you are concerned about drug use, let them know and tell them why you are
worried. Keep the lines of communication open and let them know at every
opportunity that they can come to you and talk about anything at anytime. Even
though you may not know much about these drugs, take the opportunity to learn
about them with your child. Be as honest as you can when you talk about drugs
and don’t try to exaggerate the facts to scare them – warning them that if they try ‘this or that’ they could die is most probably not going to ring true to most young people. Certainly there are risks and there have been deaths linked to the use of ecstasy and related drugs, but they are not the norm and parents have to be careful in focusing on only the more extreme potential harms.
If you are very concerned that your child
may get into a difficult or problematic situation make an emergency plan. For
example, if they are out and have no way of getting home let them know that
they can catch a taxi and you will pay. If they call you in the middle of the
night that you won’t lose it, but will help. This does not mean that you are
saying it is okay to take drugs or behave in ways of which you may not approve.
But, it does mean that you will be there if thing go wrong in their lives. It
also gives you the opportunity to openly communicate about what has gone wrong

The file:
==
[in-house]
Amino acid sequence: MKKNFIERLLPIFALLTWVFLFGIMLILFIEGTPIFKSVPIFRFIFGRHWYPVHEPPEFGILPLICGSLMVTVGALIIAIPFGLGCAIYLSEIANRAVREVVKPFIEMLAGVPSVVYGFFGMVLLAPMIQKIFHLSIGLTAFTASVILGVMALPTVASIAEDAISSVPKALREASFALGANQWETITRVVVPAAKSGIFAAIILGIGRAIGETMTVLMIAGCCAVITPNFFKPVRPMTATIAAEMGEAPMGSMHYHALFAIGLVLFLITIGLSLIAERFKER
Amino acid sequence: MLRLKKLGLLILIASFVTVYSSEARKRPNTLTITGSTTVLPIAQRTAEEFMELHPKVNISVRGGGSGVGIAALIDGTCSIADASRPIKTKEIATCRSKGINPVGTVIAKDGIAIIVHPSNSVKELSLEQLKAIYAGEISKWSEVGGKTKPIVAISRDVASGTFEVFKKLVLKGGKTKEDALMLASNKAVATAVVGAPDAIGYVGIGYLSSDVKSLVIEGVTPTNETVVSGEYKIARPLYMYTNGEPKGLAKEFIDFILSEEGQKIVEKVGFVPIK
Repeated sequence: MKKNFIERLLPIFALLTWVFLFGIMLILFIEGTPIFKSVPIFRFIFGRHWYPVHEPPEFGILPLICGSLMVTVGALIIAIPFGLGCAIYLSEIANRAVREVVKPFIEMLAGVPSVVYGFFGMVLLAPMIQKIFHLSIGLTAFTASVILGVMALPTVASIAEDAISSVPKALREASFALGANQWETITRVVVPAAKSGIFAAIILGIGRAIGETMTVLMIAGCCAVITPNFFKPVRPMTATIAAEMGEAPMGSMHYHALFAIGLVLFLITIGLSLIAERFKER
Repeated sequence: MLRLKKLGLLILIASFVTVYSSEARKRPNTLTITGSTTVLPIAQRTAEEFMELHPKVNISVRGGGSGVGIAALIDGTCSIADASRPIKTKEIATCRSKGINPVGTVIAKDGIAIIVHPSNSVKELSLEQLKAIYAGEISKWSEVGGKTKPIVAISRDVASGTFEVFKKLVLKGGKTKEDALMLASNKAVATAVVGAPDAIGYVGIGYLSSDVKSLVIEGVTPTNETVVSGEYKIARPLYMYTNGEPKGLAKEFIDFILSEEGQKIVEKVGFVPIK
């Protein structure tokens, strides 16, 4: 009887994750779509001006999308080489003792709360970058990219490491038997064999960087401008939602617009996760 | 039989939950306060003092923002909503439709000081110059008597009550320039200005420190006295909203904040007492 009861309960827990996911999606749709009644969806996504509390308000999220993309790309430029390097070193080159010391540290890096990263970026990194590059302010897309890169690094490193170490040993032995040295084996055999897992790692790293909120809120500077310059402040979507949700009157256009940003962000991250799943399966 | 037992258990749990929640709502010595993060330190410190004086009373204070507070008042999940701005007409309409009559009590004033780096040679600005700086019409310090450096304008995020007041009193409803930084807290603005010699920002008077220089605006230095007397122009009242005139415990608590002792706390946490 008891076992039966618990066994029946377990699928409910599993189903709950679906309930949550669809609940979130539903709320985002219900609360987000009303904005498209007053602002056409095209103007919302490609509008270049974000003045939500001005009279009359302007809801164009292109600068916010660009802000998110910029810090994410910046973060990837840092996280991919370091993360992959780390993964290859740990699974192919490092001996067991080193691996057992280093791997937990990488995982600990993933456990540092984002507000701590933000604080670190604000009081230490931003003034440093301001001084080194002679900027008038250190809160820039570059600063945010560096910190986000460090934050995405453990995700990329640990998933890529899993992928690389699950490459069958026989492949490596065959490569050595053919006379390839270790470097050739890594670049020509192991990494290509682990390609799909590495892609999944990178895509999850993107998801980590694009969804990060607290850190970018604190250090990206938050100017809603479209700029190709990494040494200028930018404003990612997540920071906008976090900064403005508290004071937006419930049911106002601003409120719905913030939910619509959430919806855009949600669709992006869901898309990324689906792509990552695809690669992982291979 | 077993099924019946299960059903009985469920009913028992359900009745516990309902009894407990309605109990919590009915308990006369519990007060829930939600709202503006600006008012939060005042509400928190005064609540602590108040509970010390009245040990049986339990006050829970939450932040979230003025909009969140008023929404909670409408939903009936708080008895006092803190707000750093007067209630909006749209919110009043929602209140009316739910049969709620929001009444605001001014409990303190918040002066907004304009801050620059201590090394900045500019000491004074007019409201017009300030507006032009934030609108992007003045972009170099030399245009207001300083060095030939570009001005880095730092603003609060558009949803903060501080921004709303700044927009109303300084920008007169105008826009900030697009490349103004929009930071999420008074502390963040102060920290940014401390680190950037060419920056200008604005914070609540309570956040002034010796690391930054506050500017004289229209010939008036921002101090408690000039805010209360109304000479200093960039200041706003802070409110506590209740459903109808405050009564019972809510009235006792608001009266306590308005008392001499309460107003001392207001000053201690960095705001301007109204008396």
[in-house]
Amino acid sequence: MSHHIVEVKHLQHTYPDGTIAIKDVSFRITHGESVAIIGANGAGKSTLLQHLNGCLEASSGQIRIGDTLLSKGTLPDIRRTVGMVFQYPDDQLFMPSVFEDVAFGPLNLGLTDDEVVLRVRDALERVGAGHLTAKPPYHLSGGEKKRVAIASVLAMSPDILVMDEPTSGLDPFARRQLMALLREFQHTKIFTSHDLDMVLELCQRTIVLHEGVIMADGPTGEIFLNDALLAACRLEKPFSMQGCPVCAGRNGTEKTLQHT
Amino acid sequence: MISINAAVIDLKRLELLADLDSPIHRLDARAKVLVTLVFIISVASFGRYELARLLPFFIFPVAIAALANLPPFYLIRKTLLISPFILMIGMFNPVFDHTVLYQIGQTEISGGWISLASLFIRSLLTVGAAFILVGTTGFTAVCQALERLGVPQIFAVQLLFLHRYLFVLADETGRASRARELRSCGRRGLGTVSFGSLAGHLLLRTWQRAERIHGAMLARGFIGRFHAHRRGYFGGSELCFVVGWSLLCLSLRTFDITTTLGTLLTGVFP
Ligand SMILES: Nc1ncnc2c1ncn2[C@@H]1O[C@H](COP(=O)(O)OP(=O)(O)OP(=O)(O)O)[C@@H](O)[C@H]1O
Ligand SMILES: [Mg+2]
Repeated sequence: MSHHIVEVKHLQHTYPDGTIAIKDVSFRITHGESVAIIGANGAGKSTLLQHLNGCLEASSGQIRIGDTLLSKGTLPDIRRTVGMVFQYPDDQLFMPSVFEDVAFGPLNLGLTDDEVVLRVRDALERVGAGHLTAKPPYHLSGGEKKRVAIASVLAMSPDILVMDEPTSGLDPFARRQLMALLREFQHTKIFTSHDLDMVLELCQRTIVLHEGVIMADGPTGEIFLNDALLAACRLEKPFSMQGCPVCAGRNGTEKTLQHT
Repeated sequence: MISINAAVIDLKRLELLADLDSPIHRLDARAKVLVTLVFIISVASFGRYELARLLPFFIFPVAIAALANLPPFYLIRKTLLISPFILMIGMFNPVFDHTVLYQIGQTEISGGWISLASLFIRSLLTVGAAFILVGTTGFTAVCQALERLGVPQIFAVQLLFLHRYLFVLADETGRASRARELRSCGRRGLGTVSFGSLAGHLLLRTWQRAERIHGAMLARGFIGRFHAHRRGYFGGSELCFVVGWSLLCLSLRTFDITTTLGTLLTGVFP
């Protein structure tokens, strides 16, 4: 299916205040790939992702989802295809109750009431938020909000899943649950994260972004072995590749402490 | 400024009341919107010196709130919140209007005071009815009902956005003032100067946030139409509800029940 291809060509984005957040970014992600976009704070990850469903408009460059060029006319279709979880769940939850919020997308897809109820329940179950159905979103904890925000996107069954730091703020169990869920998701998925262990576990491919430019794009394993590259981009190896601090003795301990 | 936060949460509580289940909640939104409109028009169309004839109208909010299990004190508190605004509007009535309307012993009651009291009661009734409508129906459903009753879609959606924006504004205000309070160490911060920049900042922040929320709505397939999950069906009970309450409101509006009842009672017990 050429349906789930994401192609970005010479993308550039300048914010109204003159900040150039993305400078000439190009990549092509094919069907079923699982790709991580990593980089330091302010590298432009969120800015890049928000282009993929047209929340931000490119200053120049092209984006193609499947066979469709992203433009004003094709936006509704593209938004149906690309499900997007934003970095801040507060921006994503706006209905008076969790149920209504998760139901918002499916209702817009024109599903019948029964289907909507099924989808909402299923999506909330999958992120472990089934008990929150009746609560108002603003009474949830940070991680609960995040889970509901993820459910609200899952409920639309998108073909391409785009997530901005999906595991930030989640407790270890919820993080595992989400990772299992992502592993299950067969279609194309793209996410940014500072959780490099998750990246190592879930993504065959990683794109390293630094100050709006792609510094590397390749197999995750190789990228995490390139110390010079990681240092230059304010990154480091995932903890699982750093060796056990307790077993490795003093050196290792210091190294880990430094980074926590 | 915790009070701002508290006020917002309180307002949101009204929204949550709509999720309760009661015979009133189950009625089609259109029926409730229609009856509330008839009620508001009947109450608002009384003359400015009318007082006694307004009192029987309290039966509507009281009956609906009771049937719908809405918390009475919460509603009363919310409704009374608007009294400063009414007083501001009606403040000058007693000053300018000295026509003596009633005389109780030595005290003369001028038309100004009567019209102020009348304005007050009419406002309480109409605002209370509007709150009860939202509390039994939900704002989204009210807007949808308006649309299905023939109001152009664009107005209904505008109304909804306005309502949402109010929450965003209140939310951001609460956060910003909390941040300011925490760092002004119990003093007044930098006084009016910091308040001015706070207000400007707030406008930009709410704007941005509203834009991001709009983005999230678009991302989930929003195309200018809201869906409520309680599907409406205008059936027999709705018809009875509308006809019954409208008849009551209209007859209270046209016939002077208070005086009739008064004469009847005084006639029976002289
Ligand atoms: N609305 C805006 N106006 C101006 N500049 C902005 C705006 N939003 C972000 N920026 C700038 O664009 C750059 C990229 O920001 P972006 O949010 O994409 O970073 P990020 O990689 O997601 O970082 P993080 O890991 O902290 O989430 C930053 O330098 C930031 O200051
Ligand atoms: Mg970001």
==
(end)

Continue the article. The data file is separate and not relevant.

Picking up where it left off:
after the event as you are immediately “in-the-know” because you have been
there for them.
It is also important to teach your child
what to do in an emergency. Basic first aid skills, as well as simple
information such as how to call 000, may help save a life.  Reinforce to your child that in a drug related
emergency that the ambulance officers do not have to call the police, unless
the person is refusing to seek treatment or there is the risk of injury to
Young people involved in the music festival
scene also need to know the legal consequences of taking drugs such as ecstasy.
New policing strategies such as drug detection dogs and roadside drug testing
have resulted in more people from the dance culture being prosecuted for drug
offences. Let your child know how being caught for using drugs will affect the
rest of their lives.
Finally, make it very clear where you stand
about the use of illegal drugs. As much as you may believe your views do not
matter to your child, research shows that parental influence is still a major
factor in the decisions many young people make.
So to summarise, there certainly is a link
between music festivals, dance culture and drug use, however not all
young people who go to dance events use drugs. Parents who are concerned should
talk about drugs such as ecstasy with their child and let them know how they
feel about drug use. It can also be useful to establish an emergency plan with
your child if things do go wrong; this does not mean that you are condoning
drug use or other unacceptable behaviour, but it does mean that you can be
there for your child if things do go wrong.

Looking for information or support services on alcohol or drugs?

If you or a friend or family member needs assistance in this area, Alcohol and Drug Information Services (ADIS) are available in every state and territory. Each of these are each staffed by trained professionals who can help with your query and provide confidential advice or refer you to an appropriate service in your area.